In previous lessons , I learn that 'Aus' could also mean 'Out of'. Therefore in this case I used 'Out of the regions' and it said that I am correct. But I believe ' Out of the regions ' and 'From the regions' is different . Can anyone please explain?
out of the regions can mean the same thing as from the regions. Unless the regions are jars...
No, because "aus" takes the dative, "die Regionen" would work as the subject, say, but not as the object of the preposition "aus".
It sounds quite straightforward to me, but here's some context.
I wrote 'outside the regions', which did not get a yes. Below, Christian writes that 'out of' and 'from' are synonymous in German. If so, how do they differ from 'aus'?
Outside and out of have different meanings in English. One is indicating where one is, and another is indicating where one is from.
Well, it's sort of difficult to distinguish them if you don't have a verb or another bit of a sentence hanging around!
Aus does not translate to outside, only out. Aus/out implies a place has been departed. Außerhalb/outside excludes a place. A beer out of Germany means the beer comes from Germany. A beer outside of Germany means the beer's current location is NOT Germany (but doesn't imply anything about where the beer is from).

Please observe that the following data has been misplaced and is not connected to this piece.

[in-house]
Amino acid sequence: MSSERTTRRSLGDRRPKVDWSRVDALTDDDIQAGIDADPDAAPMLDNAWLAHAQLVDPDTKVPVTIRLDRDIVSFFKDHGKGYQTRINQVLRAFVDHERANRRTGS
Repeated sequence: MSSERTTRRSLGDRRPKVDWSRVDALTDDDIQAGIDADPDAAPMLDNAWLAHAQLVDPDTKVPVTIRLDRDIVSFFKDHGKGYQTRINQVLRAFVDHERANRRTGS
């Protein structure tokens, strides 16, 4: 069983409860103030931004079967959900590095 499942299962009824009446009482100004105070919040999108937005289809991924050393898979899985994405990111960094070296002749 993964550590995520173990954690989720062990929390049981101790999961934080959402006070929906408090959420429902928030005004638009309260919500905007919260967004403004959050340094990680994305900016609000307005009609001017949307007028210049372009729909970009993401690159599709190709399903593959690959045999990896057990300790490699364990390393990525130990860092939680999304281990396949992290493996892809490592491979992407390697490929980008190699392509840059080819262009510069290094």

No region is like the concept of per states. It can also be like the east coasts, central, etc. Just a division of a land mass per territory.
A district is a type of administrative division that, in some countries, is managed by local government. Across the world, areas known as "districts" vary greatly in size, spanning regions or counties, several municipalities, subdivisions of municipalities, school district, or political district.
In geography, regions are areas that are broadly divided by physical characteristics (physical geography), human impact characteristics (human geography), and the interaction of humanity and the environment (environmental geography). Geographic regions and sub-regions are mostly described by their imprecisely defined, and sometimes transitory boundaries, except in human geography, where jurisdiction areas such as national borders are defined in law.
I can think of one. Here in Canada, some time ago they started calling some (maybe all?) of what they used to call "counties", "regions." For example, the region of Peel, the region of York. So, there might be a conference of representatives from the major cities and regions of Ontario.